'Glechoma' was derived from 'glechon', which is Greek for mint or thyme.
'Hederaceae' is Latin meaning 'ivy-like' and probably refers to either the leaf shape or creeping habit of the weed.
Ground ivy was used to flavor beer until it was replaced by hops. The common name 'alehoff' was derived from the old English word meaning 'ale ivy', and 'turnhoof' was derived from 'tun' meaning 'to tipple'. The common name 'gill' comes from the French 'guiller', which means 'to ferment'.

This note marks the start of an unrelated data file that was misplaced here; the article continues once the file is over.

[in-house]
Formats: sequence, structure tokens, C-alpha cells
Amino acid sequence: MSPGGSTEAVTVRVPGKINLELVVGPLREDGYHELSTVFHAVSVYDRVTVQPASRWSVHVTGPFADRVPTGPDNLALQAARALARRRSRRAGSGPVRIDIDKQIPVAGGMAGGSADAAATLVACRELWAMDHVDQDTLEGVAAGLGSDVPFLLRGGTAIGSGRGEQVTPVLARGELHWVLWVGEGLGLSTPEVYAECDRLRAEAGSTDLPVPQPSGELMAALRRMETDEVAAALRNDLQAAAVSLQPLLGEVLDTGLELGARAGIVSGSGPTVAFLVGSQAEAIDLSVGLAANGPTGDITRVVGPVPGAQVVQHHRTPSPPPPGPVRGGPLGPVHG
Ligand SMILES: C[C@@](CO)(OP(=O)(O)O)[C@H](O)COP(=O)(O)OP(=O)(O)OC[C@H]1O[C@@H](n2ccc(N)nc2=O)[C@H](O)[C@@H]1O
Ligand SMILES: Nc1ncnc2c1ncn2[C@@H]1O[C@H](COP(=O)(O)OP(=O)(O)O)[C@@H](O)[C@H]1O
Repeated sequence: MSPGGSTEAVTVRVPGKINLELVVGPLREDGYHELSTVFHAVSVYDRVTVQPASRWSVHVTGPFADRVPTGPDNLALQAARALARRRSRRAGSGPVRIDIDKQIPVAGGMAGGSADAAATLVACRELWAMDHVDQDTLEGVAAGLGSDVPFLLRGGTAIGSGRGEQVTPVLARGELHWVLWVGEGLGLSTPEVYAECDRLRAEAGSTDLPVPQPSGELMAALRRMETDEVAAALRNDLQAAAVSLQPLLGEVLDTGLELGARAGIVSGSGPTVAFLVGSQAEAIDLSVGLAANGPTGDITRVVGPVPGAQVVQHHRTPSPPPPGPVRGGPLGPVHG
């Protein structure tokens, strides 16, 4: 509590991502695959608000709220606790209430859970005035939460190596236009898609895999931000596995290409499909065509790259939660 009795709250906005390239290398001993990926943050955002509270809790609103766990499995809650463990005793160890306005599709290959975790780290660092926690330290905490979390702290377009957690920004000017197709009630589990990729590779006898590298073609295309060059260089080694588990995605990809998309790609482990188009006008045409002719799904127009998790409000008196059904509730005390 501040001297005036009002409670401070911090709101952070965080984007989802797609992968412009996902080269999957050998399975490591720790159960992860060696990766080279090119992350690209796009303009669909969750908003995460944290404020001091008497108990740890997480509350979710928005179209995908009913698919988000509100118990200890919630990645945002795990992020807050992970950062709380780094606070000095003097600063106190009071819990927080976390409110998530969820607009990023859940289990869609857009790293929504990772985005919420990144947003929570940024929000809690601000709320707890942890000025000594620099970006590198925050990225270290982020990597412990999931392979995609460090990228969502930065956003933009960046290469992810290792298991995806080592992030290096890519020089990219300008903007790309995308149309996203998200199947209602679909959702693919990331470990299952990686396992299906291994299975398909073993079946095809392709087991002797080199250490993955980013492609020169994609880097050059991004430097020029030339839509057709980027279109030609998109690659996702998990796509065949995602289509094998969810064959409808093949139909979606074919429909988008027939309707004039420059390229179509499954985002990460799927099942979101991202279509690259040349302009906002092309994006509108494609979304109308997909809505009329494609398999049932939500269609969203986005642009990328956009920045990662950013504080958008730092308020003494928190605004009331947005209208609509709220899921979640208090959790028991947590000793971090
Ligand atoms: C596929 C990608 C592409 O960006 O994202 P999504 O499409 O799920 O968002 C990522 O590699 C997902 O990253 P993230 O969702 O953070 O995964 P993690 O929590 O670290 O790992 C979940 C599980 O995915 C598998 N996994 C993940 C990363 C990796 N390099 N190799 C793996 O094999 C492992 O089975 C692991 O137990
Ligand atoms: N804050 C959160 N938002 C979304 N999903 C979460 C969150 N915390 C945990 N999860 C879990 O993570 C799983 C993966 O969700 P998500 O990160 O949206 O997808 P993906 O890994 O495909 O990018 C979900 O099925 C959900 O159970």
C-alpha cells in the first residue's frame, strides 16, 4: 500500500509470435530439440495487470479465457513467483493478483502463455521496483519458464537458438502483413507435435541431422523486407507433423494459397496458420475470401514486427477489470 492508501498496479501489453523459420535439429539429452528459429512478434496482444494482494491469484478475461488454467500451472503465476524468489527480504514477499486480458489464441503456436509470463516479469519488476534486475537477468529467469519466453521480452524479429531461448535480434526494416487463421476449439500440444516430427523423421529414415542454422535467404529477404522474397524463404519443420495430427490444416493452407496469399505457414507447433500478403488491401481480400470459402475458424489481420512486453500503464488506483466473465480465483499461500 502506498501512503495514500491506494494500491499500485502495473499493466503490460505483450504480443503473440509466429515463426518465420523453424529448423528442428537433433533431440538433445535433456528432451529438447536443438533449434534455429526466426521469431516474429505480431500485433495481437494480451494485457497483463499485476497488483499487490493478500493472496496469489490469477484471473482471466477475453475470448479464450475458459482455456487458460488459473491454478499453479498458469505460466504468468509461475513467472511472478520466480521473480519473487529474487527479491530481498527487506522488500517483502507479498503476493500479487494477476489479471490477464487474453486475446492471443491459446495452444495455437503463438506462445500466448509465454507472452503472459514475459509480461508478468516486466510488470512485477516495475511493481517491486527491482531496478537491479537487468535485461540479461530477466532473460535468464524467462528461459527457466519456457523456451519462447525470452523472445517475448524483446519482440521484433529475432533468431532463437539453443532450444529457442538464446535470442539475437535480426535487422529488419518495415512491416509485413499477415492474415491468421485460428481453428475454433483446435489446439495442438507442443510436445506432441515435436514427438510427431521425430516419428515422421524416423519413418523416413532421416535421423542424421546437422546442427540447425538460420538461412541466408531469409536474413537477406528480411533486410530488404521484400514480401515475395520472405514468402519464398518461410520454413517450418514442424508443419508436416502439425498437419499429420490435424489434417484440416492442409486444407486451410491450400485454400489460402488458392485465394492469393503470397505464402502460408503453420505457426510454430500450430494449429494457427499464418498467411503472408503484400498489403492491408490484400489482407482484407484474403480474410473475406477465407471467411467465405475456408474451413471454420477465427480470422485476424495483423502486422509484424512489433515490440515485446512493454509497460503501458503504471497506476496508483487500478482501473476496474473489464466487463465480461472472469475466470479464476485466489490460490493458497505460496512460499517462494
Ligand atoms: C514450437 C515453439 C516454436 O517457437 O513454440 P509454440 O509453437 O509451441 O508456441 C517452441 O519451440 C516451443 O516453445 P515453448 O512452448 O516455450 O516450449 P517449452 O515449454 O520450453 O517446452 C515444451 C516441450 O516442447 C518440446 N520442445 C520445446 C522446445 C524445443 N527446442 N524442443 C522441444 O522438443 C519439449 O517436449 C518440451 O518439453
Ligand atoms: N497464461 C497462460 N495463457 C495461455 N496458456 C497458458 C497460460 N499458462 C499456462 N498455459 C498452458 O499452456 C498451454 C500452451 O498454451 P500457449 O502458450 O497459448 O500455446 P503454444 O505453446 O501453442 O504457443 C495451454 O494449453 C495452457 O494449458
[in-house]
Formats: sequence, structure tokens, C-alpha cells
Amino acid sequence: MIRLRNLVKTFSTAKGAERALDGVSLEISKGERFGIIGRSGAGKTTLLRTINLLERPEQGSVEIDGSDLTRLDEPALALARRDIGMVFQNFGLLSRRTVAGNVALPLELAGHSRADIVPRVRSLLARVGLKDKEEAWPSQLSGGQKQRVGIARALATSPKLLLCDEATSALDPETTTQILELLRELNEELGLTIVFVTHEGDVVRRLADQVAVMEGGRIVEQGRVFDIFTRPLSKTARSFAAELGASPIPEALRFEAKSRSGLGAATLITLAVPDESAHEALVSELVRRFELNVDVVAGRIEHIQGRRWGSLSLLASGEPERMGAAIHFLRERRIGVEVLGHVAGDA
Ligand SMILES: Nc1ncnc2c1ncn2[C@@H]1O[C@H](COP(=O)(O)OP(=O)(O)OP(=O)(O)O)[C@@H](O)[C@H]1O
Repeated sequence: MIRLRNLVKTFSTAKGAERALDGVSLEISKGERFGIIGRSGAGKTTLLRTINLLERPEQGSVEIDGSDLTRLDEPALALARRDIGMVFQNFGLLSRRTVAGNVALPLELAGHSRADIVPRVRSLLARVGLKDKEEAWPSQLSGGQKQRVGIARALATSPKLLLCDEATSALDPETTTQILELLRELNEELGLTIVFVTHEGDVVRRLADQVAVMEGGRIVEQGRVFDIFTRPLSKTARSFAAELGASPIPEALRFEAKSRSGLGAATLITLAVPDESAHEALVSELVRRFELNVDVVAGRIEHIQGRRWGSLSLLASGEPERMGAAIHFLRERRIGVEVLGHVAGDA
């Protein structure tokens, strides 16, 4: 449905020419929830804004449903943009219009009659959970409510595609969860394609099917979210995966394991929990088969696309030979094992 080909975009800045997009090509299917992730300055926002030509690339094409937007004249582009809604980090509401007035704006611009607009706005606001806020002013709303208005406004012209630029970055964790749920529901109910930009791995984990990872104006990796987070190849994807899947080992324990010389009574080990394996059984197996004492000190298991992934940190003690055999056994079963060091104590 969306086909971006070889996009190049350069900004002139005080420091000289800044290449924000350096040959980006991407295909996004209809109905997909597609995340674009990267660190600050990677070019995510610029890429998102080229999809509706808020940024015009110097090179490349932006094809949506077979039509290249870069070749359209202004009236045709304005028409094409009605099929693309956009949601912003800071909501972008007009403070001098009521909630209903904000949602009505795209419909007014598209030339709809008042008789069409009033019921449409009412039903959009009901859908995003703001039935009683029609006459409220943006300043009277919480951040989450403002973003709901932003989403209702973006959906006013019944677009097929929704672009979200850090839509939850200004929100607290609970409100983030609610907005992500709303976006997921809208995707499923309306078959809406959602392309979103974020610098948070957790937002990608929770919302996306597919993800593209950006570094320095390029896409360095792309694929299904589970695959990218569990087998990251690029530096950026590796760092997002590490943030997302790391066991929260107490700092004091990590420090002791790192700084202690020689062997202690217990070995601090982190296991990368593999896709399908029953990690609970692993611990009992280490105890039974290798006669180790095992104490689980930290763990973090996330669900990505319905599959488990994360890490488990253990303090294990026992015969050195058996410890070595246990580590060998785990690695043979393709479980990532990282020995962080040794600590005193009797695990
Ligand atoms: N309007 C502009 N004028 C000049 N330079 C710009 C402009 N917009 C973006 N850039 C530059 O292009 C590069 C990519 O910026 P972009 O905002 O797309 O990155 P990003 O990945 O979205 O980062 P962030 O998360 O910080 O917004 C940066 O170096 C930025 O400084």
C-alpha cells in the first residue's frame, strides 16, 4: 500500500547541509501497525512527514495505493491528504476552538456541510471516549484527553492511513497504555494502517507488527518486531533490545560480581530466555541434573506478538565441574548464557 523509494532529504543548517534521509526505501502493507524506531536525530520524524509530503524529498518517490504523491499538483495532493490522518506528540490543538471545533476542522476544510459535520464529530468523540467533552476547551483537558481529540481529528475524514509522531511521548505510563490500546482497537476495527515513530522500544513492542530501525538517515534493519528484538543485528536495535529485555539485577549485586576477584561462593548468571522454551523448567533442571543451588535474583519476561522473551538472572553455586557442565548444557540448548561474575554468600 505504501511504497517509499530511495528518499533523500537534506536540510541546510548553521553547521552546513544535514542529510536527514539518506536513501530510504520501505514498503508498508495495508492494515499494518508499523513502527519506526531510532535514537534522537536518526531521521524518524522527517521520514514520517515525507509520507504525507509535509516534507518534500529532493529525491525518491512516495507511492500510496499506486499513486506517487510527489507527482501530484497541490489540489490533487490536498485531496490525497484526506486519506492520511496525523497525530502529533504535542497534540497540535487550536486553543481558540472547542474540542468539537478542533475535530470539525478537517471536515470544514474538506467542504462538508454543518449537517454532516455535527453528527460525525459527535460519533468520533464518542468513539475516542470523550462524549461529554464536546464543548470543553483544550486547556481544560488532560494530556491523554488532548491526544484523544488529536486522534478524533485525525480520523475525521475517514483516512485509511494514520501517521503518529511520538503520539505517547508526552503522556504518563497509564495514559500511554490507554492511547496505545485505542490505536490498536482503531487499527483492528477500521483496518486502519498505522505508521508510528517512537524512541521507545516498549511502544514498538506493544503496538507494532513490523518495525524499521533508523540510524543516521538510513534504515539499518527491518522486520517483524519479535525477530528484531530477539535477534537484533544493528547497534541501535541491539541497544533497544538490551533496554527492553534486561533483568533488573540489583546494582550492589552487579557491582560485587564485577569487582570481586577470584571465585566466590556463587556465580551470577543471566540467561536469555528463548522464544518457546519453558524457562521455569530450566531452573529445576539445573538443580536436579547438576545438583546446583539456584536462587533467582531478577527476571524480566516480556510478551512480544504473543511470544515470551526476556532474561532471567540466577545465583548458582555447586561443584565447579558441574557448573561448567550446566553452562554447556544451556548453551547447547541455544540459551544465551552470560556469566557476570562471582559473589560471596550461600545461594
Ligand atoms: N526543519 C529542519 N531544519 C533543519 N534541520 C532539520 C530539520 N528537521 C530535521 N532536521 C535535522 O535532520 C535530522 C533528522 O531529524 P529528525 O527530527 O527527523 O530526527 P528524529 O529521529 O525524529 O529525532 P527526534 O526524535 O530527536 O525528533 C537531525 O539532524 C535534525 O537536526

Ground ivy has long been used as a medicinal plant. The tea was an ancient all-purpose drink. Herbalists believed it had a cleansing effect on lungs, kidneys, stomach, and bowels. The sap of ground ivy, applied externally, is reported to be good for a black eye.